Good advisers have nothing to fear from the Financial Ombudsman Service, says chief executive Caroline Wayman.
Speaking to Money Marketing, Wayman says the view that advisers should be worried about the FOS is the biggest myth about the organisation she hears from advisers.
She says: “Of course we see a whole range of advice from different firms, but if you’ve given good advice you have nothing to fear from the ombudsman. I want to understand where those concerns come from and highlight examples of good practice.
“We are human beings and I would urge advisers to come and talk to us if they have concerns.”
One area where the industry has been fearful of the FOS’ approach is insistent clients. Whether or not advisers should transact requests that go against their recommendations has divided the industry in recent months.
After repeated calls for regulatory clarity, the FCA published a factsheet on insistent clients in June.
Asked whether there is a need for further clarity from the FOS, Wayman says: “I thought the FCA’s factsheet was clear and would urge people to read that first.
“There aren’t special rules about insistent clients, and the more you think there is a special box of guidance for that, that may add to the concern rather than help.
“The FCA has done a good job of saying here’s some principles and that is their role – we are not the regulator.
“I don’t have any additional wisdom. As long as the advice is suitable, the customer is treated fairly, the information is clear and records are kept even if there is no transaction, you won’t go wrong with us.”
But Wayman says the FOS is open to sharing its work and may publish some case studies on insistent clients in future.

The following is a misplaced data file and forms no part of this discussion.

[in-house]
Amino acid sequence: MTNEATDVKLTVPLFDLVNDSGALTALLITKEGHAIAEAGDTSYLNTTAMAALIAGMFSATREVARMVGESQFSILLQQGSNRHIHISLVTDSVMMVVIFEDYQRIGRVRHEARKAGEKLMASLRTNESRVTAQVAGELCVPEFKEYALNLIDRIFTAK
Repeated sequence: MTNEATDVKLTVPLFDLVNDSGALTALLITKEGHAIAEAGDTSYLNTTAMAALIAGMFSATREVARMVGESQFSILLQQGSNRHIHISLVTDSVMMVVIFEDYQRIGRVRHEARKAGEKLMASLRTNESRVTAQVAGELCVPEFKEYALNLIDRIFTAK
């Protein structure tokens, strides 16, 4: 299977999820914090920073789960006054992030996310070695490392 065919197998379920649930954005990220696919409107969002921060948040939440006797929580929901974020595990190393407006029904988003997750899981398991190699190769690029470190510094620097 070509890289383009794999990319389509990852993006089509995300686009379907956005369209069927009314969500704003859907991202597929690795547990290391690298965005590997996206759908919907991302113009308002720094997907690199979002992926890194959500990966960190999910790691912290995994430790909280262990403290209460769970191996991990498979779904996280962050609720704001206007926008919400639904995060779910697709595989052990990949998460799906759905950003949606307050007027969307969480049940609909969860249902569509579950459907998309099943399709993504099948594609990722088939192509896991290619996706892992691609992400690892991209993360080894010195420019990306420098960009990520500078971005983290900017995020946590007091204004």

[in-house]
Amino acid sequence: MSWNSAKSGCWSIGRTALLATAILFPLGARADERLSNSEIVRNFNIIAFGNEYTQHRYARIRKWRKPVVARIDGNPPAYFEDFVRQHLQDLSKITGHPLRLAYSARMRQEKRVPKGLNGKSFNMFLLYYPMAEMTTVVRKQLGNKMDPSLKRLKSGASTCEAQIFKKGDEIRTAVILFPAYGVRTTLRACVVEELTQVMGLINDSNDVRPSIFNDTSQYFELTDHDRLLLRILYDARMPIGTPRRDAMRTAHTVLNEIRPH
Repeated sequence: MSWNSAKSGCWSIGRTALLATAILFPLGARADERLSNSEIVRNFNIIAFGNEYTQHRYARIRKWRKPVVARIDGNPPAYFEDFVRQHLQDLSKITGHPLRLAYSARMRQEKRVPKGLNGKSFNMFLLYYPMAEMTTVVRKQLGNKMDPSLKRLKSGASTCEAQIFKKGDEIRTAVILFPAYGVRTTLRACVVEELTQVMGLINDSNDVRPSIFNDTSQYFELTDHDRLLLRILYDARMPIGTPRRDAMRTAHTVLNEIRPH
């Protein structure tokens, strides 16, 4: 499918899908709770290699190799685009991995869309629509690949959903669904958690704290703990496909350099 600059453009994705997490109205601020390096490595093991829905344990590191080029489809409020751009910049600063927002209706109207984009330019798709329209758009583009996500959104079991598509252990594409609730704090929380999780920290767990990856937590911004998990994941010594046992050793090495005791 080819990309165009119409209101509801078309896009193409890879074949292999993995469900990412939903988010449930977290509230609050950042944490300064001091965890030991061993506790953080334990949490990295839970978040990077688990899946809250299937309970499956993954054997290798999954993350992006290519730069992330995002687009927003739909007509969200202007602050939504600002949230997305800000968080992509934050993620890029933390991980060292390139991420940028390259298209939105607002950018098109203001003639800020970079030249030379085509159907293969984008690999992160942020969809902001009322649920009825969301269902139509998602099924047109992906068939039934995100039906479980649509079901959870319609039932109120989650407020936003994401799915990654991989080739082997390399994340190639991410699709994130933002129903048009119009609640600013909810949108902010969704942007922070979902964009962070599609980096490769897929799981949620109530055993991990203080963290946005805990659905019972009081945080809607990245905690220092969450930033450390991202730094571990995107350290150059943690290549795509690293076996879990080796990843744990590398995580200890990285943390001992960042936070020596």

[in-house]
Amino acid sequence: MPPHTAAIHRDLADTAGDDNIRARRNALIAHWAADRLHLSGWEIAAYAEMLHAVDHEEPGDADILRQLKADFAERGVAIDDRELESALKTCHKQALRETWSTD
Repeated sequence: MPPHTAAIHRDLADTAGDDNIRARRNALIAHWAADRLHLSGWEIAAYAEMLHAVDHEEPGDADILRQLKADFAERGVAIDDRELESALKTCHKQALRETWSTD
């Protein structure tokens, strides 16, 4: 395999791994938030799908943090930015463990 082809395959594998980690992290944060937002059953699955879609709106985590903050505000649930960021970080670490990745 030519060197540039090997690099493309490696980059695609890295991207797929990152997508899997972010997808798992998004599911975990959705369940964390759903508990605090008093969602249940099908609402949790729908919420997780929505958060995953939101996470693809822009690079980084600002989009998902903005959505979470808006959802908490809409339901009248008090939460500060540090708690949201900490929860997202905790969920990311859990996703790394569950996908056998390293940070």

Another area where some have expressed concerned about the FOS’ approach is suitability letters.
In November, the FCA said suitability letters are too focused on defending potential complaints and not enough on client engagement. But advisers argued they have to include certain information to defend any potential complaints to the FOS.
Wayman says: “We definitely agree with the FCA that suitability letters should be written for the consumer first. The main objective is to set out clearly, in ways the consumer can understand, what the recommendations are. Adding more and more information is likely to move you further away from that objective.
“People often crave an absolute rule such as ‘four pages is good’, but as ever it is what is fit for the circumstances.
“If you start with doing right by the customer, giving good advice and setting it out clearly, you have very little reason to think that anybody is going to come along later and say that was wrong.
“Certainly I wouldn’t want people to be thinking ‘I need to throw that in, because the ombudsman might think x or y’.”